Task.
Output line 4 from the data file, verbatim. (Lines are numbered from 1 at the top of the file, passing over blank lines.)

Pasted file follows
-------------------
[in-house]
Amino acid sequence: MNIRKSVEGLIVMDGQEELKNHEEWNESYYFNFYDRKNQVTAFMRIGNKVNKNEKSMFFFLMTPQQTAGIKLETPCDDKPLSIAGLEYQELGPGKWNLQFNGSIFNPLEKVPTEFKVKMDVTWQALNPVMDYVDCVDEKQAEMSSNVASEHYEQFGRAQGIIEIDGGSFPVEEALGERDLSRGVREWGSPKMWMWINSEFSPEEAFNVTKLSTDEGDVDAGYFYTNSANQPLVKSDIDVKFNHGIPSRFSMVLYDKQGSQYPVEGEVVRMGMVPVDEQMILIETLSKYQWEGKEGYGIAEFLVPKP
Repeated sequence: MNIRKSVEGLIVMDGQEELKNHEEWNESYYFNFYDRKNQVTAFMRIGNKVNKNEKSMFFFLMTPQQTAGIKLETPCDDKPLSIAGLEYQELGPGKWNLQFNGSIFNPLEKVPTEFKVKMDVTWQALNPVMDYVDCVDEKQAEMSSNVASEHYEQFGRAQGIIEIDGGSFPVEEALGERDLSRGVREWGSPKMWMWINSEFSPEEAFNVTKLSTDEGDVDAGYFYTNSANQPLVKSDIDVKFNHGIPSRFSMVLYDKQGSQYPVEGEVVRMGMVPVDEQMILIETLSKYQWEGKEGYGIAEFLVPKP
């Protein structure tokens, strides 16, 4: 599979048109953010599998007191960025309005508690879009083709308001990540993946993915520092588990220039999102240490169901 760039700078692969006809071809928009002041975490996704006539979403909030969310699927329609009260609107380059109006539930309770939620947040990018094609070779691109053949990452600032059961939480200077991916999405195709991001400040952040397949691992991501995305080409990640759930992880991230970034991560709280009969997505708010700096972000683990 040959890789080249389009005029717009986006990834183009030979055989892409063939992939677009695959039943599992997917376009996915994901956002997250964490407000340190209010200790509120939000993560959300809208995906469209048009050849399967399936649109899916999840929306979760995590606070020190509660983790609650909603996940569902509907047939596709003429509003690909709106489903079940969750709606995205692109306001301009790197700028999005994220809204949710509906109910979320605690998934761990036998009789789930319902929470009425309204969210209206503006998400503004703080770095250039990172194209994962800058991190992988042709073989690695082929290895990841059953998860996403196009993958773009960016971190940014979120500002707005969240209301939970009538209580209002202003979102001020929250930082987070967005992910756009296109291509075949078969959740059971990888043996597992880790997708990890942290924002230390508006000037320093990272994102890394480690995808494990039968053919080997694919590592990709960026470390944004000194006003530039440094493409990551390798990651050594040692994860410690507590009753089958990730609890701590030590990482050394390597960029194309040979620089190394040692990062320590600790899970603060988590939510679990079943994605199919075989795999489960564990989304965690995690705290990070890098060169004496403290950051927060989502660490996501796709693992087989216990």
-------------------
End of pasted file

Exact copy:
């Protein structure tokens, strides 16, 4: 599979048109953010599998007191960025309005508690879009083709308001990540993946993915520092588990220039999102240490169901 760039700078692969006809071809928009002041975490996704006539979403909030969310699927329609009260609107380059109006539930309770939620947040990018094609070779691109053949990452600032059961939480200077991916999405195709991001400040952040397949691992991501995305080409990640759930992880991230970034991560709280009969997505708010700096972000683990 040959890789080249389009005029717009986006990834183009030979055989892409063939992939677009695959039943599992997917376009996915994901956002997250964490407000340190209010200790509120939000993560959300809208995906469209048009050849399967399936649109899916999840929306979760995590606070020190509660983790609650909603996940569902509907047939596709003429509003690909709106489903079940969750709606995205692109306001301009790197700028999005994220809204949710509906109910979320605690998934761990036998009789789930319902929470009425309204969210209206503006998400503004703080770095250039990172194209994962800058991190992988042709073989690695082929290895990841059953998860996403196009993958773009960016971190940014979120500002707005969240209301939970009538209580209002202003979102001020929250930082987070967005992910756009296109291509075949078969959740059971990888043996597992880790997708990890942290924002230390508006000037320093990272994102890394480690995808494990039968053919080997694919590592990709960026470390944004000194006003530039440094493409990551390798990651050594040692994860410690507590009753089958990730609890701590030590990482050394390597960029194309040979620089190394040692990062320590600790899970603060988590939510679990079943994605199919075989795999489960564990989304965690995690705290990070890098060169004496403290950051927060989502660490996501796709693992087989216990």